Slowly goes the Maffetone



Image via Island Midwife

I always thought the best way to train was to push the heart beyond its comfort zone on a regular basis because only that way would it get larger and more efficient. So my previous training plans looked largely like this:

Mon: rest day
Tues: easy run
Weds: fartlek
Thurs: hills / strength session
Fri: rest day
Sat: easy run
Sun: long run

And in reality, this kind of system worked for me. I got fitter, I ran faster, and I could fit it in around my daily working life. The short-fast ones on work days, the longer ones at the weekend. And I was really happy with my marathon time. BUT I was still in a lot of pain at the end of the race last year (especially lower back pain… grrr….) and now I’m thinking of stretching myself, I’m wondering how I will ever manage an ultra.

However, I’ve been reading Primal Endurance by Mark Sisson, (prizes for the most off-putting subtitle. It reads: “how to be a fat burning beast”). So I’m experimenting with the 80/20 rule – 80% slow and long, 20% fast, which is almost the inverse of every training rule I’ve followed so far.  I’m running with a heart rate monitor. And I’m not allowing my heart rate to get above 180 MINUS my age. According to Mark, who is influenced by ultra runner coach Phil Maffetone, I need to be running at a speed that pushes my heart rate no higher than 151 beats per minute.

Initially, I thought this sounded decent. Given my low resting heart rate of sub-50 bpm, I thought, “Oh yeah, I’ll be able to run and stay in that general region”. But oh no. Keeping my heartbeat that low makes me sloooooooooow. 11-minute-mile slow. So slow that I have to walk up all stairs I encounter on my run and sometimes even gentle inclines. Like road bridges, famed for their gentle slopes. The other night I ran home along the southbank and there was a race for testicular cancer going on, and I was literally lapped by everyone.

In essence, the Maffetone method is intended to help you build a really strong aerobic base to burn all your body fat, rather than consistently stressing your anaerobic system, which should be reserved for all-out sessions. It’s in line with a lot of the ‘primal’ thinking out there, where humans should only eat meat, fish, fruit, veg, nuts and seeds, and follow imaginative training regimes that suggest you could race your friend to a ‘mammoth leg’ (read a heavy log lying in the field) and then have a game of tag while one of you runs around with the log.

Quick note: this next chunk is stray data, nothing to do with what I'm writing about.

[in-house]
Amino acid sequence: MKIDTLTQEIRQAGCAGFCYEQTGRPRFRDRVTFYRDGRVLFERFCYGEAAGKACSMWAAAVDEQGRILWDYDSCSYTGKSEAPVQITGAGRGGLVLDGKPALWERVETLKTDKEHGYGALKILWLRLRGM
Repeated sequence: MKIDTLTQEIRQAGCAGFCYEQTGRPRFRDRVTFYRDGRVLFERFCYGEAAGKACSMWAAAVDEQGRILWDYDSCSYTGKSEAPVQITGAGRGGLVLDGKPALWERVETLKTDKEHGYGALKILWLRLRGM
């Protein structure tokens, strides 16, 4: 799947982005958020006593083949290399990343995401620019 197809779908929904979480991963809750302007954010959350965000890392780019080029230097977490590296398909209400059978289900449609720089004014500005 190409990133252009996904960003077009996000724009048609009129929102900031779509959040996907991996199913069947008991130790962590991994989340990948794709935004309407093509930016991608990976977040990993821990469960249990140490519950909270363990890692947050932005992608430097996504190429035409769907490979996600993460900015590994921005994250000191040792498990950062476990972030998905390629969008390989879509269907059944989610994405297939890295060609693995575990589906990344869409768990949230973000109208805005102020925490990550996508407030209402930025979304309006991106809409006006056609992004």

Now I do like the primal way of eating. One summer I took the Whole 30 challenge, which was pretty tough but most certainly worth it, and it changed my eating habits for good. And usually I don’t mind looking stupid when I run. But this slow running? It’s almost boring, and I never thought I’d say that about long distance running. So we shall see what benefits it brings, though I’m aware that with August only 3 months away, speed running is right around the corner. I think I might have to go back to Maffetone in the autumn in preparation for the ultras next year.

What do you think? Could you take the Maffetone test? For 2-3 months, you can test your progress every four weeks by running 5 miles at the heart rate of 180 bpm minus your age. (You can add 5 if you’ve been training regularly for 2 years without injury). Each time you do the test you should see your times (slow though they may be) drop gradually. Crucially you are not supposed to do any training above this heart rate during this period. This, apparently, will build your aerobic base, which will ensure you are, ahem, a fat burning beast. (Or a lazybones. I’m not sure 🙂




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Into the Stacks at the London Library

Shhhh. The London Library, that secret and impregnable hermitage of knowledge in St James’ Square, offers free tours.

Rosanna from No Fixed Abode Club wrote about our visit here. The Library is just about to embark on a new phase of building works to expand their collection of 1 million books (or 70 miles of shelving). While the collection is strongest in the humanities and the arts, there are books about cartography, biography and almost every edition of the Times newspaper can be browsed in vast broadsheet folios.

The building itself was one of the first steel-framed buildings in London. In fact, the bookshelves themselves are the load-bearing elements for the building, a clever way of utilising the weight of books to keep the building upright. When they move the books out of the stacks for the buildings works to take place, the library is expected to rise by a couple of feet.

We also heard about the library’s own literature festival, Words in the Square, which will debut this May. Expect speakers such as Sara Wheeler, Ian Hislop, Nick Hornby, Simon Russell Beale, Harriet Walter, Deborah Levy and Simon Schama.



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Mendelssohn’s Lunch Break

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2016-02-25 14.19.332016-02-25 14.12.072016-02-25 14.12.19So…. Mendelssohn liked to get out at lunchtimes too. In fact, he is alleged to have been inspired by the outdoor world whilst composing his wondrous and uplifting incidental music for A Midsummer Night’s Dream under a tree that is now displayed on the pedestrian level of the Barbican. Amazing what you can find if you go for a stroll at lunch.

Lunchwalks: good for the body and the brain.

Where to find Mendelssohn’s tree: head up the stairs by the Barbican tube station on Farringdon Road. Cross the bridge, head towards the Barbican Centre, and the tree is straight ahead of you. There have been some recent renovations to the brickwork paving, so the area hasn’t been so easy to explore.